Mohammed Mursi won the country’s first free presidential election last month, and army chiefs formally handed over power on 30 June.
Before Mohammed Mursi’s inauguration, the military granted itself sweeping powers.
The commanders’ constitutional declaration stripped the president of any authority over the military, gave military chiefs legislative powers, and the power to veto the new constitution, which has yet to be drafted.
Who holds the power in Egypt?
Supreme Council of the Armed Forces (SCAF)
The interim constitutional declaration of 17 June gives the SCAF complete legislative power until a new parliament is elected and gives it a strong voice in the constitution-writing process. The decree makes the military free from civilian oversight, and gives the SCAF control of military affairs and the budget.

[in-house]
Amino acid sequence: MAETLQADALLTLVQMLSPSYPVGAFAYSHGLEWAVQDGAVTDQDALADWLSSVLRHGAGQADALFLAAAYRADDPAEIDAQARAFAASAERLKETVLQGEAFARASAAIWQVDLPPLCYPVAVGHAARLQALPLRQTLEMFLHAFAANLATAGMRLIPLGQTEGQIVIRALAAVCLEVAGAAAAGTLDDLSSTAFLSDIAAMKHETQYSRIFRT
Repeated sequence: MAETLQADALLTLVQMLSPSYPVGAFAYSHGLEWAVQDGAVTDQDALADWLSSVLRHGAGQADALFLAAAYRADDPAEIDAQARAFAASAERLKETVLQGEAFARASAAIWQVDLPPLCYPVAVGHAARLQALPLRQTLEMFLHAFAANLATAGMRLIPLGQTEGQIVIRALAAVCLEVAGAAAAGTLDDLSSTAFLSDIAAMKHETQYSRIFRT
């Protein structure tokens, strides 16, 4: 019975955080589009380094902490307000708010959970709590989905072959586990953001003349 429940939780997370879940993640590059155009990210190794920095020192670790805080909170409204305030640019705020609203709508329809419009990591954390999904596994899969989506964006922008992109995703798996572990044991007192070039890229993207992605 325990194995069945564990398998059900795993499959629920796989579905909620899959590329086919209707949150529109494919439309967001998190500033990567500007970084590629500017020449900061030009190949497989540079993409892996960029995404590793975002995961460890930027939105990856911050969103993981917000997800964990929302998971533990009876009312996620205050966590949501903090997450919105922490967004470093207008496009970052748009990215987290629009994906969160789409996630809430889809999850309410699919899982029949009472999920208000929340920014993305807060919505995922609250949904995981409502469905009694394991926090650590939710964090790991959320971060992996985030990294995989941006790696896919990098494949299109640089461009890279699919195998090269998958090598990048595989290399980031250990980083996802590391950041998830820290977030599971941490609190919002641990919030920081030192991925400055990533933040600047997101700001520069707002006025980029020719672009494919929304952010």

On paper, the president has authority over administrative and domestic affairs. He will appoint the cabinet – with the exception of the defense minister, which is reserved for the head of the SCAF. The president chairs the re-established National Defense Council, but the military has a majority.
The SCAF dissolved the lower house, the People’s Assembly, after the Supreme Constitutional Court found the election law unconstitutional. New elections will take place a month after the new constitution is approved, effectively suspending parliament until then. It is unclear whether the upper house, the Shura Council, is affected.
Supreme Constitutional Court